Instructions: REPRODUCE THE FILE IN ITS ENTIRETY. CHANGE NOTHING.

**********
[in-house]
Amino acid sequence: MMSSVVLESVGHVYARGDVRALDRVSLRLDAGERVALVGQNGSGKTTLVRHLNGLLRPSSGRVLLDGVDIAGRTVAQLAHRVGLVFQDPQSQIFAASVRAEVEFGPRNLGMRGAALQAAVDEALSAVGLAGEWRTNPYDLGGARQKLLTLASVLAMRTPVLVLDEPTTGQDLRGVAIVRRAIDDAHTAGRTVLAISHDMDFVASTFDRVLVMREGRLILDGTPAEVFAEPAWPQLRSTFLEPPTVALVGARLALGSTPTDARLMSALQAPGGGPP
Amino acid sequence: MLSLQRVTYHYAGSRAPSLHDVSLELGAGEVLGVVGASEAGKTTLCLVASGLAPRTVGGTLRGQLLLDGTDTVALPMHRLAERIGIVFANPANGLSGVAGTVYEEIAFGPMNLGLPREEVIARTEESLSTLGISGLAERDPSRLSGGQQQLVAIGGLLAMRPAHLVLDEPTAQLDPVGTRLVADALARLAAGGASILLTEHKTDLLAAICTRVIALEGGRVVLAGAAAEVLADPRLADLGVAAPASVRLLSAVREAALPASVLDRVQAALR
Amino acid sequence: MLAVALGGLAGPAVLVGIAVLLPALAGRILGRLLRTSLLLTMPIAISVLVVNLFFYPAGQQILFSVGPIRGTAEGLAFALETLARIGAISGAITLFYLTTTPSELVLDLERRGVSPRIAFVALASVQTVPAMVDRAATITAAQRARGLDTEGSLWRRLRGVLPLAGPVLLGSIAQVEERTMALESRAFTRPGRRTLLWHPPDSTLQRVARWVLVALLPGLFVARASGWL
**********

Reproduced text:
[in-house]
Amino acid sequence: MMSSVVLESVGHVYARGDVRALDRVSLRLDAGERVALVGQNGSGKTTLVRHLNGLLRPSSGRVLLDGVDIAGRTVAQLAHRVGLVFQDPQSQIFAASVRAEVEFGPRNLGMRGAALQAAVDEALSAVGLAGEWRTNPYDLGGARQKLLTLASVLAMRTPVLVLDEPTTGQDLRGVAIVRRAIDDAHTAGRTVLAISHDMDFVASTFDRVLVMREGRLILDGTPAEVFAEPAWPQLRSTFLEPPTVALVGARLALGSTPTDARLMSALQAPGGGPP
Amino acid sequence: MLSLQRVTYHYAGSRAPSLHDVSLELGAGEVLGVVGASEAGKTTLCLVASGLAPRTVGGTLRGQLLLDGTDTVALPMHRLAERIGIVFANPANGLSGVAGTVYEEIAFGPMNLGLPREEVIARTEESLSTLGISGLAERDPSRLSGGQQQLVAIGGLLAMRPAHLVLDEPTAQLDPVGTRLVADALARLAAGGASILLTEHKTDLLAAICTRVIALEGGRVVLAGAAAEVLADPRLADLGVAAPASVRLLSAVREAALPASVLDRVQAALR
Amino acid sequence: MLAVALGGLAGPAVLVGIAVLLPALAGRILGRLLRTSLLLTMPIAISVLVVNLFFYPAGQQILFSVGPIRGTAEGLAFALETLARIGAISGAITLFYLTTTPSELVLDLERRGVSPRIAFVALASVQTVPAMVDRAATITAAQRARGLDTEGSLWRRLRGVLPLAGPVLLGSIAQVEERTMALESRAFTRPGRRTLLWHPPDSTLQRVARWVLVALLPGLFVARASGWL